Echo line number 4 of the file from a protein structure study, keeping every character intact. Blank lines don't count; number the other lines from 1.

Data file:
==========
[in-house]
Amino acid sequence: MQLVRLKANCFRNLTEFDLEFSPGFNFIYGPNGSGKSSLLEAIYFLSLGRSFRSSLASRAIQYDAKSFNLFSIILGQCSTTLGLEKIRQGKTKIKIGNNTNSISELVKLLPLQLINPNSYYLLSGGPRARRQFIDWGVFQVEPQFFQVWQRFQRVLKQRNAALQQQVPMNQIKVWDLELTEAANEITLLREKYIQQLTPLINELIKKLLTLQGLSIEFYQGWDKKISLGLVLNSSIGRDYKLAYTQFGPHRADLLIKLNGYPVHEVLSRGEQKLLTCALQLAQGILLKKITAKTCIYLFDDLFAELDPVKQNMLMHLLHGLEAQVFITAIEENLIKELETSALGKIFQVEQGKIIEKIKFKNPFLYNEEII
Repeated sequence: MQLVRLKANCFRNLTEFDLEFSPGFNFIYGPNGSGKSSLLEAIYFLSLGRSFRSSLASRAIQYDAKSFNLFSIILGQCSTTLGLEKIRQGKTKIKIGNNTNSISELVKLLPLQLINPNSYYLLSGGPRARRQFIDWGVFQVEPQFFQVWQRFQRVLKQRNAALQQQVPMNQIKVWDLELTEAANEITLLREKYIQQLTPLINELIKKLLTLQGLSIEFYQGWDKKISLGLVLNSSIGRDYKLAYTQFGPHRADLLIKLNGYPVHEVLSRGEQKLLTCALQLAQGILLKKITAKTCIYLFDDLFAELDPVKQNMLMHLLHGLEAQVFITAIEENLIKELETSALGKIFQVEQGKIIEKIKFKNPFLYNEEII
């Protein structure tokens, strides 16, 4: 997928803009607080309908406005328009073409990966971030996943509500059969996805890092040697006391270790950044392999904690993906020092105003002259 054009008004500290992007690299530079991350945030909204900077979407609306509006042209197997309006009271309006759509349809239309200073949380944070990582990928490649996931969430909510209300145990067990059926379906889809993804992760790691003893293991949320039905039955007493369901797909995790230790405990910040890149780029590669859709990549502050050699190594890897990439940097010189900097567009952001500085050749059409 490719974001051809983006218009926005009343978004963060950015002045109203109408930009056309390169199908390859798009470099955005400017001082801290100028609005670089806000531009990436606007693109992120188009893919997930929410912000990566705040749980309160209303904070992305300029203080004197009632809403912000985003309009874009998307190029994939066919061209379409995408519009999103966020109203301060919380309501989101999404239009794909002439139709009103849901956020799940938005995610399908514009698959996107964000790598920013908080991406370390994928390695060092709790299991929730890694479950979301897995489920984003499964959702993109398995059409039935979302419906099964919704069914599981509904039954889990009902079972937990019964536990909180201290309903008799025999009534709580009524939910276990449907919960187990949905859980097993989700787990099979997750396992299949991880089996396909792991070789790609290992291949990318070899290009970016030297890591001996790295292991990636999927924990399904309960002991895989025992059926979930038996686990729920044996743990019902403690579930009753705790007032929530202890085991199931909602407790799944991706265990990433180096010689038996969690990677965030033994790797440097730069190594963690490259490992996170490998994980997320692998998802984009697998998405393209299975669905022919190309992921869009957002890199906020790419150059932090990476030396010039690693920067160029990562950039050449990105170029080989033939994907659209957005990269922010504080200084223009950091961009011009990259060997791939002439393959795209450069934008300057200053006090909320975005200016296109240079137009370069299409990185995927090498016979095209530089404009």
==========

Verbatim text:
């Protein structure tokens, strides 16, 4: 997928803009607080309908406005328009073409990966971030996943509500059969996805890092040697006391270790950044392999904690993906020092105003002259 054009008004500290992007690299530079991350945030909204900077979407609306509006042209197997309006009271309006759509349809239309200073949380944070990582990928490649996931969430909510209300145990067990059926379906889809993804992760790691003893293991949320039905039955007493369901797909995790230790405990910040890149780029590669859709990549502050050699190594890897990439940097010189900097567009952001500085050749059409 490719974001051809983006218009926005009343978004963060950015002045109203109408930009056309390169199908390859798009470099955005400017001082801290100028609005670089806000531009990436606007693109992120188009893919997930929410912000990566705040749980309160209303904070992305300029203080004197009632809403912000985003309009874009998307190029994939066919061209379409995408519009999103966020109203301060919380309501989101999404239009794909002439139709009103849901956020799940938005995610399908514009698959996107964000790598920013908080991406370390994928390695060092709790299991929730890694479950979301897995489920984003499964959702993109398995059409039935979302419906099964919704069914599981509904039954889990009902079972937990019964536990909180201290309903008799025999009534709580009524939910276990449907919960187990949905859980097993989700787990099979997750396992299949991880089996396909792991070789790609290992291949990318070899290009970016030297890591001996790295292991990636999927924990399904309960002991895989025992059926979930038996686990729920044996743990019902403690579930009753705790007032929530202890085991199931909602407790799944991706265990990433180096010689038996969690990677965030033994790797440097730069190594963690490259490992996170490998994980997320692998998802984009697998998405393209299975669905022919190309992921869009957002890199906020790419150059932090990476030396010039690693920067160029990562950039050449990105170029080989033939994907659209957005990269922010504080200084223009950091961009011009990259060997791939002439393959795209450069934008300057200053006090909320975005200016296109240079137009370069299409990185995927090498016979095209530089404009």